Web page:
My father was in the military, but we grew a vegetable garden in just about every place we were stationed. One of my fondest memories was the jumble packet of seeds he would buy me every spring (only a dime!). He’d give me an empty row in the garden, and I would plant these little mysteries, wondering what they’d become- radishes, okra, marigolds, watermelon? I relished having a space of my own and contributing produce to the dinner table. And that joy and pride might be the reason why I got into horticulture as a career.
Not everyone is going to choose horticulture as a career, but gardens and kids are a natural combination. Gardens can teach children everything from art and science to the art of patience. Get a kid into a garden, and they’ll get fresh air and exercise without even thinking about it. Now, those of you who have witnessed the convulsions inspired by a simple request to weed the flowerbed might believe otherwise. However, I’m going to offer some tips to get your kids outside and in the dirt.
Fit the garden to the child. The great thing about gardening is that there’s a garden for every kind of person. Is your daughter a disciple of Fancy Nancy? You can grow a fairy garden with tiny groundcovers and dwarf shrubs and sweet little houses, or even grow your own chamomile and mint for a tea party. Does your child love animals? Any garden can be habitat for birds, butterflies and other wildlife, if you know what to grow. Gardens can be formal or wild, they can fit the smallest spaces or fill the biggest lots. A younger child might only be able to care for a few small pots, while a middle-schooler might have plans for the whole backyard. Ask your child about their “perfect garden” and you’d be surprised how some of those ideas (okay, maybe not the spaceship or the gumdrop tree) can fit into your landscape.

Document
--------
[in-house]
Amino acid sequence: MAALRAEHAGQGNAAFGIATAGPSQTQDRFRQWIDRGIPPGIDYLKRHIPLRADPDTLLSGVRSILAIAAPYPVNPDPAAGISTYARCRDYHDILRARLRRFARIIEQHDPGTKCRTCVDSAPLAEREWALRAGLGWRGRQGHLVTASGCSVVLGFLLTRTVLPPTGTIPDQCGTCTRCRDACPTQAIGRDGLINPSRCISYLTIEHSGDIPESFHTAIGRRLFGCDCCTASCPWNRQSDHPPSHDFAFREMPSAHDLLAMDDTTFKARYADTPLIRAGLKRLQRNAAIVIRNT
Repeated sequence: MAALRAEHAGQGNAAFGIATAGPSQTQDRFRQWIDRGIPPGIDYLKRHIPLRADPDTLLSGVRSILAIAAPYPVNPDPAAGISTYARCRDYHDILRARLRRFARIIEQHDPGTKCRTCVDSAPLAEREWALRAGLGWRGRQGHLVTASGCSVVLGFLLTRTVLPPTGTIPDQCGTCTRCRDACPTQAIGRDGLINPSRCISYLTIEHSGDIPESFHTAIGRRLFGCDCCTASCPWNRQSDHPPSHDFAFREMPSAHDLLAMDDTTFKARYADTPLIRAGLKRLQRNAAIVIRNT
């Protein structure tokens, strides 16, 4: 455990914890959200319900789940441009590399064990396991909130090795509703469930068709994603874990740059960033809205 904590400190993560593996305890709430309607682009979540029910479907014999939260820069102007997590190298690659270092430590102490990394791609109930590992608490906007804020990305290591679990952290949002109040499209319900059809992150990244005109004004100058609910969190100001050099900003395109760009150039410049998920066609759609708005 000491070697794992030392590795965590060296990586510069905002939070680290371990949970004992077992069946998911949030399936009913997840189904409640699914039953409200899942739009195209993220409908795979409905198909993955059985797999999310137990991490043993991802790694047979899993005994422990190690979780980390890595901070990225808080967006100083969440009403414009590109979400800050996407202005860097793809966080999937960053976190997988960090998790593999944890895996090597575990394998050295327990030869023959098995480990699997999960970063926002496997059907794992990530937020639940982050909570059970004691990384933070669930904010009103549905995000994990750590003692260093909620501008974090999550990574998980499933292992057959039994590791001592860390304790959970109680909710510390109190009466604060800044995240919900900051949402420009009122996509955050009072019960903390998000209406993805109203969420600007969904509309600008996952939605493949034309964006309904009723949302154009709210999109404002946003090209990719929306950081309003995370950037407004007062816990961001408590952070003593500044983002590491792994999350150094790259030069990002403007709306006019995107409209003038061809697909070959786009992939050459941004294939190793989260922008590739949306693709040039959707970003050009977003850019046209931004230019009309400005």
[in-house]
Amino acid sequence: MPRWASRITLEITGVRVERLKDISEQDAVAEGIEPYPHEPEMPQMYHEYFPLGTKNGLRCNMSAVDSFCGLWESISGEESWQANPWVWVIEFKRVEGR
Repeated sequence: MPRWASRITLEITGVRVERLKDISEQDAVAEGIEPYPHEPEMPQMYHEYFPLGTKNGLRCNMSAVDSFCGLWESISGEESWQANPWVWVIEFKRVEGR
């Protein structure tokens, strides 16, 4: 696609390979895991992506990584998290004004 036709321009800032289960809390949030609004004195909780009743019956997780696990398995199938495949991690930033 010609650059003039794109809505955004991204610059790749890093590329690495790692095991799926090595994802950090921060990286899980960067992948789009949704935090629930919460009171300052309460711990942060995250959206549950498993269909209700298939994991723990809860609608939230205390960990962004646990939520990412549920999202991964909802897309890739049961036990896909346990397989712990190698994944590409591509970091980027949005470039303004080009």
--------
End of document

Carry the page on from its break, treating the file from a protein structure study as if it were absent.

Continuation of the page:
Slow down and love the mess. I do laundry. I know just how incredibly muddy one small child can get. But my memories of my own son digging in the kitchen gardens, helping to plant tomato plants, were worth the bother of dirty clothes. Did he plant the tomatoes straight? Not exactly, and his weeding left a lot to be desired. But I wasn’t going to let my adult-sized expectations get in the way of his enthusiasm. The joy he got from eating something he grew himself…and his desire to do it again…was more important to me. Now he’s nine and practically a pro.
Food is always a good thing. Some kids love flowers – they’re colorful, smell terrific and attract very interesting bugs. But for many kids, flowers would only be interesting if they shot lasers and turned into robots. However, we all have to eat, and if you include a cherry tomato plant here, some raspberry canes there, you’d be surprised at what you can get your child to eat. Once, my son dared himself to eat purslane, a weed, because I told him about a purslane salad recipe I found in a magazine. We pulled a whole bucket’s worth of purslane, then ate some right in the garden. He felt like such a food adventurer after that…even though we both decided that one nibble of purslane was plenty.
Short bursts are best. I have a long garden attention span, eagerly spending hours caring for my plants. I don’t get weary of weeding, I get energized. However, a child can get easily overwhelmed by a garden full of work to do. And who wants their nature idyll spoiled by an epic meltdown? If a child wants to take a break from weeding to explore for bugs, remember that finding bugs is a worthwhile activity. They’re learning and having fun outside, which is a gift in our chaotic, overscheduled world. Our next generation of ecologists and conservationists may very well come from these children dabbling in the dirt.
Posted by Amy Yarger, Horticulture Director
Entry filed under: Uncategorized.